Shortly after the 3.11 disaster along the northeastern coast of Japan, numerous members of the media descended on the area to cover the disaster and report on the response to the devastating situation locals faced. While a great deal was written and broadcast for a few weeks following the tsunami, media attention waned and relatively little has been written about the post-disaster recovery process outside of Japan.
While conducting research this summer on small businesses in the Tôhoku region, I had the opportunity to spend time touring the cities of Ofunato, Kesennuma and Rikenzentakata – some of the areas worst hit by the disaster. A visit to these places remains quite sobering.
On the one hand, the extent to which debris has been removed is amazing. Cities like Kesennuma at first glance show few signs of the disaster. Along the wharf, new buildings have been erected for the fish processing industry and boats float in the harbor. But look a little more carefully, and the scars remain visible. A large tuna trawler still sits awaiting demolition along the side of a road slightly inland from the waterfront, and a business and residential neighborhood near the harbor remains vacant for the most part. In this neighborhood two houses have been rebuilt and there is a lone barbershop that opened only four months after the tsunami. The barber operates in a temporary structure that has been decorated with flowers and wood trim.Enjoying this article? Click here to subscribe for full access. Just $5 a month.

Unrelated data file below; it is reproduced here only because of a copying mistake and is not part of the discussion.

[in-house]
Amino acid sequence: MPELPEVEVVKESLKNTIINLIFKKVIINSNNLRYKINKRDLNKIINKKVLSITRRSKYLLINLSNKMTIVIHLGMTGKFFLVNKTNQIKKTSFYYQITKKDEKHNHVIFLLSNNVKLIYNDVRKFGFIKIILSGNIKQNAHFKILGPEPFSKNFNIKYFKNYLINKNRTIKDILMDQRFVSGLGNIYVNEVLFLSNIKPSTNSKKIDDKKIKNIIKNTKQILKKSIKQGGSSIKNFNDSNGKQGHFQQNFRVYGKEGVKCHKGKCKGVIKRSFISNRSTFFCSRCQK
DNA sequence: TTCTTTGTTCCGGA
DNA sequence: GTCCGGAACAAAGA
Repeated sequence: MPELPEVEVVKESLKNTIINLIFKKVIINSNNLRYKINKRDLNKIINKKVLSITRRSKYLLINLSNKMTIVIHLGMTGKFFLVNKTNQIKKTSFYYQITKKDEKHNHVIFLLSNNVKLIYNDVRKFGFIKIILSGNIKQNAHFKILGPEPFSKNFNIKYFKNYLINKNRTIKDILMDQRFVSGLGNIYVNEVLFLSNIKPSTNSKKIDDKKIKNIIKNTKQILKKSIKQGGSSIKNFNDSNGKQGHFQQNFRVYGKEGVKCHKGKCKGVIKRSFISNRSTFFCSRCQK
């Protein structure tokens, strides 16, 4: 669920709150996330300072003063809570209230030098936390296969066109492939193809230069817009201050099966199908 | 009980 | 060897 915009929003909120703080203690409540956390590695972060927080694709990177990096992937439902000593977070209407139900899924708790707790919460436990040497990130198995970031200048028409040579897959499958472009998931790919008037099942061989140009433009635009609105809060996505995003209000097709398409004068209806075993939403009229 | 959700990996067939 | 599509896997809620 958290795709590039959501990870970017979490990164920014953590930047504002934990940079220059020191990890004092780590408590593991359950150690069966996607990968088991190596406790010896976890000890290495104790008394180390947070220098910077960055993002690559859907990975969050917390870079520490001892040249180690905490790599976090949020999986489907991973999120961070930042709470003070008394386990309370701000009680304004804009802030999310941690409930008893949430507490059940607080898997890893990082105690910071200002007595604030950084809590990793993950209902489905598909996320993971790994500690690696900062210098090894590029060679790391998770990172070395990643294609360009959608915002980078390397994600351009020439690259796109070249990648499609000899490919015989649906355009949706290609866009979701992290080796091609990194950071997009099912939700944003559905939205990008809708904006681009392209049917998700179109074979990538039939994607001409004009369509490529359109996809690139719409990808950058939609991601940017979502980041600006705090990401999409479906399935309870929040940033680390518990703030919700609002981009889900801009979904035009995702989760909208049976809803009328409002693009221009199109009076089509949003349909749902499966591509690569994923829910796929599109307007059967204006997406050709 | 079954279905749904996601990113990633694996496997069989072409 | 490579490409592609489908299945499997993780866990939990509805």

Driving further up the coast to Rikuzentakata still brings one face-to-face with the extent of the destruction. The downtown area is gone; it’s now nothing but a collection of vacant lots with the remnants of streets and sidewalks running between. There are no buildings other than the shells of two that somehow survived the deluge. While the roads remain, the train tracks were washed away. And there is no sign of reconstruction. Dump trucks continue to haul away debris, but nothing has been built in place of the city that once stood there. This is in part a result of the fact that there is concern about returning to the area for fear that another tsunami might hit in the future as well as ongoing discussions and debates about what to do with the area.
Many locals continue to struggle as they deal with post-disaster life. One man, who runs a hotel in Kesennuma that sits on a hill overlooking the harbor where the tsunami destroyed everything, told me that after the tsunami hit he opened his doors to refugees and about 200 people stayed at the hotel for a few months. There was damage to the building from the earthquake, but the government has been slow to provide funds to help with repairs, so they can only incrementally fix small areas of the hotel that were damaged.